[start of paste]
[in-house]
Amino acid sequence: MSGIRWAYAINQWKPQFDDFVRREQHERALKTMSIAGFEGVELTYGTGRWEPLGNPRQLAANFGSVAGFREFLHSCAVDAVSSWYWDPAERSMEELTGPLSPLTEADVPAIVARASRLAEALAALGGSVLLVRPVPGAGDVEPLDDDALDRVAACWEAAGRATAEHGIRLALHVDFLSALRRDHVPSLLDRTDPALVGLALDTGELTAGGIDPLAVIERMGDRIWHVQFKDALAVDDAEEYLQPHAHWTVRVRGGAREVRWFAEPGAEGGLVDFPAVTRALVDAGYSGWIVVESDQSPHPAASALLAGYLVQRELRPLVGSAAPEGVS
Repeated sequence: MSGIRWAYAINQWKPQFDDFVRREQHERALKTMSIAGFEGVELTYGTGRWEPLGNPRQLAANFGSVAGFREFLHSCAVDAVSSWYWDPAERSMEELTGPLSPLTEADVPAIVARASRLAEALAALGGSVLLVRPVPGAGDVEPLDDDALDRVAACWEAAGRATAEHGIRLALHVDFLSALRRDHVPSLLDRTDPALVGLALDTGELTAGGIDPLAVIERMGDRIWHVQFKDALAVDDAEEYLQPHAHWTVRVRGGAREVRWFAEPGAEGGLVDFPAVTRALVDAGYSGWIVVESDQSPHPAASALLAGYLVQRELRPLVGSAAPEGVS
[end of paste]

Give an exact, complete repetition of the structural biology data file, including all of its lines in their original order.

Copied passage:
[in-house]
Amino acid sequence: MSGIRWAYAINQWKPQFDDFVRREQHERALKTMSIAGFEGVELTYGTGRWEPLGNPRQLAANFGSVAGFREFLHSCAVDAVSSWYWDPAERSMEELTGPLSPLTEADVPAIVARASRLAEALAALGGSVLLVRPVPGAGDVEPLDDDALDRVAACWEAAGRATAEHGIRLALHVDFLSALRRDHVPSLLDRTDPALVGLALDTGELTAGGIDPLAVIERMGDRIWHVQFKDALAVDDAEEYLQPHAHWTVRVRGGAREVRWFAEPGAEGGLVDFPAVTRALVDAGYSGWIVVESDQSPHPAASALLAGYLVQRELRPLVGSAAPEGVS
Repeated sequence: MSGIRWAYAINQWKPQFDDFVRREQHERALKTMSIAGFEGVELTYGTGRWEPLGNPRQLAANFGSVAGFREFLHSCAVDAVSSWYWDPAERSMEELTGPLSPLTEADVPAIVARASRLAEALAALGGSVLLVRPVPGAGDVEPLDDDALDRVAACWEAAGRATAEHGIRLALHVDFLSALRRDHVPSLLDRTDPALVGLALDTGELTAGGIDPLAVIERMGDRIWHVQFKDALAVDDAEEYLQPHAHWTVRVRGGAREVRWFAEPGAEGGLVDFPAVTRALVDAGYSGWIVVESDQSPHPAASALLAGYLVQRELRPLVGSAAPEGVS